And, for those with sustainable reading skills, who can appreciate the following when told orally, and, well, can deal with the fact that this is not *quite* for children, this one is a close second favorite. Bear with me…

A piece of string walks into a bar. He sits down and says, “Bartender. Gimmee a beer.”
The bartender looks at him and says, “I’m not serving a piece of string! Get outta here!”
So the piece of string leaves.

He spots a guy on the street and says, “Psst. Hey buddy! I need you to tie me in a knot!” The guy looks around, and, though confused, ties the piece of string into a knot.

Another guy walks by and the piece of string whispers, “Psst. Hey buddy! I need you to fray my ends a bit.” The guy looks around, shrugs his shoulders, and frays the string’s ends.

So the piece of string walks back into the bar, sits down and says,” Bartender! Gimmee a beer!”
The bartender looks at him and says, “Hey. Aren’t you the SAME piece of string I just told to leave?”

The piece of string looks the bartender straight in the eyes and shakes his head. “No, man. I’m a frayed knot (afraid knot).”

Thank you so much, Ruta!

Friday, January 23, 2009

Check These Out!

Don't you love Google Alerts? I don't have time to peruse all the fabulous blogs out there in cyberland, but with Google Alerts, I can be notified if my name happens to pop up on one. Well, this morning I found my blog address on Cynthea Liu's blog, "It's a Spin Thing." Cynthea has posted a ginormous list of children's book editors interviews and blogs (inlcuding my Mini-View with Meredith Mundy Wasinger). Definitely----check-it-out!

And while you're in the mood to read cool things about the kids' book biz, check out Stephanie Ruble's interview with Sara Dobie, public relations dynamo at Sylvan Dell Publishing. As usual, Sara has great advice regarding publicity and how authors can work to promote their books (after reading her interview, I just realized that I don't have my website address listed on my blog--for shame! I know what I'm doing next).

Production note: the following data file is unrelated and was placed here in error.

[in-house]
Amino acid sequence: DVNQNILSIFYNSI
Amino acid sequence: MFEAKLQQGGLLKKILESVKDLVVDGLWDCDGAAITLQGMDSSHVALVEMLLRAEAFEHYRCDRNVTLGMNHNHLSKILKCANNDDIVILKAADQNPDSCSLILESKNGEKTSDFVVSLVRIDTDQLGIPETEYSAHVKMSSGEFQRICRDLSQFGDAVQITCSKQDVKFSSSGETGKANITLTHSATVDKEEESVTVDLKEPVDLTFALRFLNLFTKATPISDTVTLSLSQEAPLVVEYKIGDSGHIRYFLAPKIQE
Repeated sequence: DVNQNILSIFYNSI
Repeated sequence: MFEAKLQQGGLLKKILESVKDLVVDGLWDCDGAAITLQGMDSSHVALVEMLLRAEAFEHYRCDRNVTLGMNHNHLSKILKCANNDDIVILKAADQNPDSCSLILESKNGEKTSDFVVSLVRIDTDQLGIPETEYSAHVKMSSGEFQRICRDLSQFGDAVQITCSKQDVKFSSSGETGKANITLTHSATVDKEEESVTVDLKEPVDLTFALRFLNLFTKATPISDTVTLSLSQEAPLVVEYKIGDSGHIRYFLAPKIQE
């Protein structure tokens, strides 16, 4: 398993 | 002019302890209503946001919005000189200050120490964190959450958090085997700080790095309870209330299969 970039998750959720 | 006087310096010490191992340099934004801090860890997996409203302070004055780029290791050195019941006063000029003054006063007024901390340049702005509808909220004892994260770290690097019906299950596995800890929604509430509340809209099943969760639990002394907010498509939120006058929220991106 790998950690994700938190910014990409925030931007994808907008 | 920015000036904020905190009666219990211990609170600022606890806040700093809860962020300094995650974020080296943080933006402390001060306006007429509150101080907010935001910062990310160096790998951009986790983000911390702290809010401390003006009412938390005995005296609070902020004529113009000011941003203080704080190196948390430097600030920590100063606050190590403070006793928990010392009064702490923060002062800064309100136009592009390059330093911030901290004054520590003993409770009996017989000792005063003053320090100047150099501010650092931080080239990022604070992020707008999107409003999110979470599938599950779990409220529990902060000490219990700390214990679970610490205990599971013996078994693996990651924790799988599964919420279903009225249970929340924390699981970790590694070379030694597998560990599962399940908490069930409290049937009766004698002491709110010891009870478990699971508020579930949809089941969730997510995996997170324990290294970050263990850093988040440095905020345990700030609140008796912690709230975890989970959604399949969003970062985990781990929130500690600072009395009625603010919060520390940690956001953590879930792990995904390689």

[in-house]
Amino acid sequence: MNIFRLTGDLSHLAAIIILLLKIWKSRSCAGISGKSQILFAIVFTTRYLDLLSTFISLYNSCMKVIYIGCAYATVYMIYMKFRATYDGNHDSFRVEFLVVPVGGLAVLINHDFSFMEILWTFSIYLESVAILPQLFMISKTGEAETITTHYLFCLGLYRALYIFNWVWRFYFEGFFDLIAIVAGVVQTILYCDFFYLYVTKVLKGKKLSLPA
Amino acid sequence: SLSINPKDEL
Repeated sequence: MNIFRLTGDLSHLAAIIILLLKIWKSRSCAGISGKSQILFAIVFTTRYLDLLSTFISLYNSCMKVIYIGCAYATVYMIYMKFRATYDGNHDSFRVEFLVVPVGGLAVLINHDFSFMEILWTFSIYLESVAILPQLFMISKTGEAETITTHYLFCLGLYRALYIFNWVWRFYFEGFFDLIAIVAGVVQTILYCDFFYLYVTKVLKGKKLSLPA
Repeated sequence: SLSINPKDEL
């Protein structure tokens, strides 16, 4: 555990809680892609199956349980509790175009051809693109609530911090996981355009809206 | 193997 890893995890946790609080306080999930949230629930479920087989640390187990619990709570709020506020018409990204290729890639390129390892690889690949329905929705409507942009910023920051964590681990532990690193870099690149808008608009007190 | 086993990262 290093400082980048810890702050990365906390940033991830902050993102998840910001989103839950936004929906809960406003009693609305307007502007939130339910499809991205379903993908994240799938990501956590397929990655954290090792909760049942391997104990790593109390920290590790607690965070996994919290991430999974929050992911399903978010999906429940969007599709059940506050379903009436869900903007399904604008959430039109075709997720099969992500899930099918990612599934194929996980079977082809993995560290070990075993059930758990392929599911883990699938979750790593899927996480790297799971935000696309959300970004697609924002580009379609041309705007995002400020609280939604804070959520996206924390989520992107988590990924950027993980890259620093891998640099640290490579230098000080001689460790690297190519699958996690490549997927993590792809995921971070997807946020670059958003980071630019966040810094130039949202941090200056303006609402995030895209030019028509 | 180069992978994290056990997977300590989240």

Happy reading!

Tuesday, January 20, 2009

Picture Book Retreat

Oh, what a weekend it was! I attended the Ventura/Santa Barbara SCBWI Picture Book Revision retreat last weekend and wow, did I have a great time! I met four fabulous editors (stay tuned for Mini-Views in the next few weeks) from Peachtree Publishing, Candlewick, FS & G, and Balzer & Bray. My head is still spinning from input on my work, writing in general, creativity, socializing and making general merriment (our regional advisor likes to keep us busy and aren't writers and illustrators fun folks to hang out with?).

I even learned a new word, I'm a bit shy to admit. "Meta-fictional: fiction which refers to or takes as its subject fictional writing and its conventions" (Webster). In other words, when one of my characters is blown out of the book, THAT'S metafictional. I had no idea, but gosh, I love it when I learn something new!

Here's a photo of me with two of my favorite blog buddies, Tina Nichols Coury and Jill Corcoran. Please check out their blogs. I'm sure Tina will have a video of the retreat posted on hers soon and Jill always has terrific, informative posts on writing.

Wednesday, January 14, 2009

Ideas for School Visit Writing Activities

Check out this post on Jill Corcoran's blog. Jill talks about school visits and gives concrete lessons for writing activities to do with students. Jill is an award-winning poet, so naturally her focus is on poetry!

Monday, January 12, 2009

How to Make Bear-Shaped Cookies

My recent book, Blackberry Banquet, is a terrific spring and summer title, but that doesn't mean it has to hibernate for the winter.

I recently saw this video on how to make bear-shaped cookie pops! It's a fun, kid-friendly cooking project from the Betty Crocker's Kids Cook cookbook. IMHO, it's a great activity to do with kids in combination with reading Blackberry Banquet. Mmm...imagine your warm, cozy kitchen, the smell of cookies sweetening the air, as you and your child read Blackberry Banquet together. There just isn't a better winter indoor treat than a good book with a yummy snack.

And if you do this during berry season, you could even use fresh berries as part of the decorations--a berry bow tie, a littel berry juice drizzled on the mouth, a berry nose, whatever. Get cookie! I mean, get kooky!

Happy reading and eating!

Tuesday, January 6, 2009

Critiquing 101: Hamburgers and Acronyms

I was at a manuscript revision retreat once and before we got started, a new writer privately said to me, “I have no idea how to critique someone’s work. I’m completely new at this. I don’t know what to say!” Well, I’m heading down to another revision retreat in a few days, and this lovely person’s remarks came back to me. Which is why I want to talk about critiquing.